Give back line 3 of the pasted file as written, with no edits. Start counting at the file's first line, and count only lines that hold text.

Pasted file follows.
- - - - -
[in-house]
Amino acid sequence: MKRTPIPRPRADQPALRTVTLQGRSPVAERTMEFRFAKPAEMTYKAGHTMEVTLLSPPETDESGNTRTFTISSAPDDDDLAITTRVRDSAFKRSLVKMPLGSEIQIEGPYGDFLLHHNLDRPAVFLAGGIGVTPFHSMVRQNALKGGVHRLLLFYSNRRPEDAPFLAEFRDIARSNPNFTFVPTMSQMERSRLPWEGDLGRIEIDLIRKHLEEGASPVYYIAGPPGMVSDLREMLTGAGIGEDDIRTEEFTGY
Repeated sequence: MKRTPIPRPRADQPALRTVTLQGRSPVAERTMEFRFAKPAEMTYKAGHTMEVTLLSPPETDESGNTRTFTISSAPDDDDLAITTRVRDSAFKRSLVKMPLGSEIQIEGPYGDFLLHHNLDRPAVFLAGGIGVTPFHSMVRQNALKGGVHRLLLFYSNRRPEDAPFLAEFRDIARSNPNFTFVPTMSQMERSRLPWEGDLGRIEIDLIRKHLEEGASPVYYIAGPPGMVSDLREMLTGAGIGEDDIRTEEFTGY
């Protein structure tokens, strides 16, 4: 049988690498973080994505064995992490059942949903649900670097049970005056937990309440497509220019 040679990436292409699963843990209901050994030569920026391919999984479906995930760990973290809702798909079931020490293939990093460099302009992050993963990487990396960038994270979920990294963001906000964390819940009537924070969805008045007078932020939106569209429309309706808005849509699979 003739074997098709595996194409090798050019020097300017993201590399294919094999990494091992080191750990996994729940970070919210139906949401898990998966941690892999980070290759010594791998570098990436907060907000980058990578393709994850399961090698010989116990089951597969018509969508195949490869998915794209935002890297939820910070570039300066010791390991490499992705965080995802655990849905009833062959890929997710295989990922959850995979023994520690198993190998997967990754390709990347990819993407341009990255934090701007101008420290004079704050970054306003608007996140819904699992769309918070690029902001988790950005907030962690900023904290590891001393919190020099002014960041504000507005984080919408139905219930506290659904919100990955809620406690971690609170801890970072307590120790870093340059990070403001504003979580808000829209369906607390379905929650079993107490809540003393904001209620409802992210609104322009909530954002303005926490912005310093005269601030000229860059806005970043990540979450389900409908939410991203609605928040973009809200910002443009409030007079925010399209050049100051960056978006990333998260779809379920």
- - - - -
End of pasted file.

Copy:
Repeated sequence: MKRTPIPRPRADQPALRTVTLQGRSPVAERTMEFRFAKPAEMTYKAGHTMEVTLLSPPETDESGNTRTFTISSAPDDDDLAITTRVRDSAFKRSLVKMPLGSEIQIEGPYGDFLLHHNLDRPAVFLAGGIGVTPFHSMVRQNALKGGVHRLLLFYSNRRPEDAPFLAEFRDIARSNPNFTFVPTMSQMERSRLPWEGDLGRIEIDLIRKHLEEGASPVYYIAGPPGMVSDLREMLTGAGIGEDDIRTEEFTGY